Party people find West Hollywood hotels a hip place to crash

San Vicente Bungalows
San Vicente Bungalows has been approved for renovations and a new, 2,200-square-foot restaurant. Photo Credit: Danny King

WEST HOLLYWOOD, Calif. — With a hotel-room pipeline slated to boost this city's lodging inventory by more than a third, City Manager Paul Arevalo explained the paradox of room demand in West Hollywood, which borders both Los Angeles and Beverly Hills.

"We have roughly 750 rooms that are at some stage of construction," Arevalo told attendees at Visit West Hollywood's first tourism summit at the London West Hollywood last month. "People who come here don't come here to sleep."

They come to party, which turns out to be a good spur to development.

Indeed, while the hotel stock of most U.S. metropolitan areas continues to increase steadily at between 1% and 2% a year, West Hollywood is expected to boost its inventory by about 20% next year when construction is completed on its first two newbuild hotels since the London opened as the Bel Age in 1984.

Most prominently, Denihan Hospitality's James luxury brand will make its West Coast debut next year with a 286-room hotel perched on the hillside corner of Sunset and La Cienega boulevards. And Kimpton Hotels will add a 105-room boutique property called La Peer two blocks east of where West Hollywood borders Beverly Hills.

At fewer than 2 square miles, West Hollywood, popularly know as WeHo, is the smallest of a triumvirate of cities that border Los Angeles — Santa Monica and Beverly Hills being the others — where the combination of affluence and tourism draws has ensured high occupancy rates that in turn have pushed room rates far above the region's average.

Hotels in West Hollywood will finish the year at about 83% occupancy, about two percentage points above the regional average. More notably, room rates are averaging about $280 a night, almost double the norm for the Los Angeles-Long Beach region, according to STR.

"[WeHo] gets a lot of demand from the creative industries, such as entertainment, design and advertising," said Bruce Baltin, the Los Angeles-based senior vice president at PKF Consulting. "They like to stay closer to where they play than where they work, so it's a pretty good magnet."

This mixed-use project on Santa Monica Blvd., under city review, would include 81 hotel rooms.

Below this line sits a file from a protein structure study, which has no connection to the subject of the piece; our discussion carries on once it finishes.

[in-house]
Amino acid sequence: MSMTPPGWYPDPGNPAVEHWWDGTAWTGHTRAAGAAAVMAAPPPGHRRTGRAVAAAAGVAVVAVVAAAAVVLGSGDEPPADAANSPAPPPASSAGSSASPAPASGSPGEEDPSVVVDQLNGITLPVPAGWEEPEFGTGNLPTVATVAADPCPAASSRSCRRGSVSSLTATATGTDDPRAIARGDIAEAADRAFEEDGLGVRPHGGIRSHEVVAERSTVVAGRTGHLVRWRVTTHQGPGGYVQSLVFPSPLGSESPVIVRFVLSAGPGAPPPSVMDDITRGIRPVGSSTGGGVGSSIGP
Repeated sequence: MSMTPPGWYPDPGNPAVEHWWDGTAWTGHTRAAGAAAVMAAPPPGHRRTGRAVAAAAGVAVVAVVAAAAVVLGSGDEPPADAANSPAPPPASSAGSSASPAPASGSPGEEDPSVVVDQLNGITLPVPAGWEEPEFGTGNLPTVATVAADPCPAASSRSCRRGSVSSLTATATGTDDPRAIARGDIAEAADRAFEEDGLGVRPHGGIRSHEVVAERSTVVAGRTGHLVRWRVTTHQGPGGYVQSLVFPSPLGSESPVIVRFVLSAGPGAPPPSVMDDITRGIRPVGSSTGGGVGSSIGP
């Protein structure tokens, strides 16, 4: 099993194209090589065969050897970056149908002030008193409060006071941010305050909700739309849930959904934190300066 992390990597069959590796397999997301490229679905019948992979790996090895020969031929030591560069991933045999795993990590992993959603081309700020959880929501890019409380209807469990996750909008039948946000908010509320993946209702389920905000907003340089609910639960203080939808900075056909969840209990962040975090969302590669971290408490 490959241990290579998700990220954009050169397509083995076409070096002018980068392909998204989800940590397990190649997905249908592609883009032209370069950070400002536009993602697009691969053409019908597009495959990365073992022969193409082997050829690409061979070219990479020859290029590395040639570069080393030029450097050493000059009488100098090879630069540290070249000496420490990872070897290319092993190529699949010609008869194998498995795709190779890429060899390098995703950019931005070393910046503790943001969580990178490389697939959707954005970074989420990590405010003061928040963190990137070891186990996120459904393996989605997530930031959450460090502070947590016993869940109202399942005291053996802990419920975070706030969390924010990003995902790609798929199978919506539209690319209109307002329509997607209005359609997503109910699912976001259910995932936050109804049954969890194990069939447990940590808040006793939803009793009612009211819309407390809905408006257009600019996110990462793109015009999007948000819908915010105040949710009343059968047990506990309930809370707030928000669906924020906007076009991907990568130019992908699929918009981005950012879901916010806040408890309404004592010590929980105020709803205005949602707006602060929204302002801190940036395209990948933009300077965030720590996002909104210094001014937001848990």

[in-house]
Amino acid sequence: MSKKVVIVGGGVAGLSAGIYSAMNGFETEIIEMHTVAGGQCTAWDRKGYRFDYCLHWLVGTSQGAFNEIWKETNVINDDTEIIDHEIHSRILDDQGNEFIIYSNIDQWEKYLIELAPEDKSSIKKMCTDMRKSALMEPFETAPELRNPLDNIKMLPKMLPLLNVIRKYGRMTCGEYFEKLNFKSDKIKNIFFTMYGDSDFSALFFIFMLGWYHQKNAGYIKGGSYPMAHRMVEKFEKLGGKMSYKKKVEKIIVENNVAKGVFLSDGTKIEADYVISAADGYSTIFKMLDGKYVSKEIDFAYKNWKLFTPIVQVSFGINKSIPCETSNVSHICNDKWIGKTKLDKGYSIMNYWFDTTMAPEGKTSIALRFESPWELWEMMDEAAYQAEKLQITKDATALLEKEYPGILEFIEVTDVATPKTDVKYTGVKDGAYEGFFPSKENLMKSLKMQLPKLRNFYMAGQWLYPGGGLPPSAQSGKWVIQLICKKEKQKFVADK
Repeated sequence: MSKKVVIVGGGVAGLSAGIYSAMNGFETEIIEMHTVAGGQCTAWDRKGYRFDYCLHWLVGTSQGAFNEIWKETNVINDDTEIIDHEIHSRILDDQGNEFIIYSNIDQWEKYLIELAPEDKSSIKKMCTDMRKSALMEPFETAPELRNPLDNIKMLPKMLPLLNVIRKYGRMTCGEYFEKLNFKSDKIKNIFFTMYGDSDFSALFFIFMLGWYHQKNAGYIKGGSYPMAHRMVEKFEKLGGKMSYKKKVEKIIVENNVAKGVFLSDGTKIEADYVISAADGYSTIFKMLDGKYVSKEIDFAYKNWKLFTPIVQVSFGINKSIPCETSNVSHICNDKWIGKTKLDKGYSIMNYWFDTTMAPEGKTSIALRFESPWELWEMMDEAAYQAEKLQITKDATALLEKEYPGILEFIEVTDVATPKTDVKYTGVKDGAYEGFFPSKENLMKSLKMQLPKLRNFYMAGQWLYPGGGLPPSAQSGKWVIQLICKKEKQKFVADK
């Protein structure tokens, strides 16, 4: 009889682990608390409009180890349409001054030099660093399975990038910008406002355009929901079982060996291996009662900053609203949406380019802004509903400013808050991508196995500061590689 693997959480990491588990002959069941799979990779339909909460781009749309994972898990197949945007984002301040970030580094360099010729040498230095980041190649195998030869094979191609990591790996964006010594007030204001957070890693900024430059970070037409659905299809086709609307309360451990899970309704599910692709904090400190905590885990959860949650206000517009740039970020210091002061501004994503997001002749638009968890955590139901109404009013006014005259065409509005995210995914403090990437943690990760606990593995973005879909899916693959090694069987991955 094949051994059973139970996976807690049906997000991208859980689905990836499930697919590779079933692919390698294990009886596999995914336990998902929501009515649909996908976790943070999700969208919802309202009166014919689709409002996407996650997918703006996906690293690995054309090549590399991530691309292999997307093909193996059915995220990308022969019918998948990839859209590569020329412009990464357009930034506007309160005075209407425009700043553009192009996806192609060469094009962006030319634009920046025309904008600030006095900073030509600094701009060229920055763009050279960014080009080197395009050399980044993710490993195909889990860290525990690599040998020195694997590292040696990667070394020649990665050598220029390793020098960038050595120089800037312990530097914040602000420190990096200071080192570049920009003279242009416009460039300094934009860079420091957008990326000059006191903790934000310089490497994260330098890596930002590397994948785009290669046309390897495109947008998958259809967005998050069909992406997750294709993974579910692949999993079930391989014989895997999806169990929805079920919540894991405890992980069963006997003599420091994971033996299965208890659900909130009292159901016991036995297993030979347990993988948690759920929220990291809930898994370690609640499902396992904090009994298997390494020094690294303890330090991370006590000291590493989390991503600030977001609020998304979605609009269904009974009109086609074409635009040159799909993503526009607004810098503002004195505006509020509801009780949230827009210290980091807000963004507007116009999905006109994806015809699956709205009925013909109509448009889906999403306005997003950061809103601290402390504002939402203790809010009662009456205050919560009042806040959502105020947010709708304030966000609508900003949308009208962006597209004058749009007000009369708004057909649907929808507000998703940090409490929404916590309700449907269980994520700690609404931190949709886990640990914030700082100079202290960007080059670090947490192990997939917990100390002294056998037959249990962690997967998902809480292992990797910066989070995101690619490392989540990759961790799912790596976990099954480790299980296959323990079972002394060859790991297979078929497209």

This mixed-use project on Santa Monica Blvd., under city review, would include 81 hotel rooms. Photo Credit: Danny King

Much of that demand has been along the Sunset Strip, which includes the 239-room Andaz West Hollywood, the 237-room Mondrian Los Angeles and, to a lesser extent, the 226-room London West Hollywood (technically two doors off the Sunset Strip).

WeHo has long been a draw for progressive locals and tourists alike. Known largely for its music scene along the Strip from the 1960s to the early '80s, when it was still part of the City of Los Angeles, West Hollywood was emerging as one of the country's most pro-LGBT communities when it was incorporated as an independent city within Los Angeles County in 1984.

And while those roots have strengthened — the L.A. Pride festival and AIDS Walk Los Angeles both take place in WeHo — the city has broadened its politically progressive stance, declaring itself the country's first "official" pro-choice city in 1993 and banning the sale of handguns as well as clothing items that contain real animal fur within the city limits.

As Arevalo noted, the reputation for an active nightlife scene hasn't abated, as the city continues to draw revelers (WeHo's annual Carnival draws an estimated half-million people each Halloween) as well as the morbidly curious, who make the trek to see where John Belushi and River Phoenix died (the Chateau Marmont and Viper Room, respectively).

Such tourism demand has spurred hotel construction that will extend beyond the Sunset Strip and beyond 2016.

The Strip itself will add a 148-room property under the Marriott International/Ian Schrager lifestyle brand, Edition, in 2018, while the site of the shuttered House of Blues has been approved for a mixed-use project that could include 149 hotel rooms.

About a mile west, another Sunset Strip site has been titled for about 200 hotel rooms.

Beyond that, a mixed-use project near the city's Robertson Boulevard is scheduled to include 250 hotel rooms, while a proposed Santa Monica Boulevard site currently under city review would include 81 rooms.

Granted, the city's occupancy rate hasn't quite hit the heights of other U.S. destinations like New York, San Francisco or Oahu, and in fact, it is actually down a percentage point this year.

But even with the new projects on tap, excess traffic and a top-heavy hotel inventory pose more of a concern than the potential for overbuilding, said Baltin and Arevalo, respectively.

West Hollywood, home to 35,000, has a population density equal to that of San Francisco and more than twice that of Los Angeles proper.

"It's a very small city, so they have to be very careful about land use," Baltin said.

"It's a boutique city," added Arevalo. "We need to have a broader range of products that are available. The hotels, they're all competing against each other."

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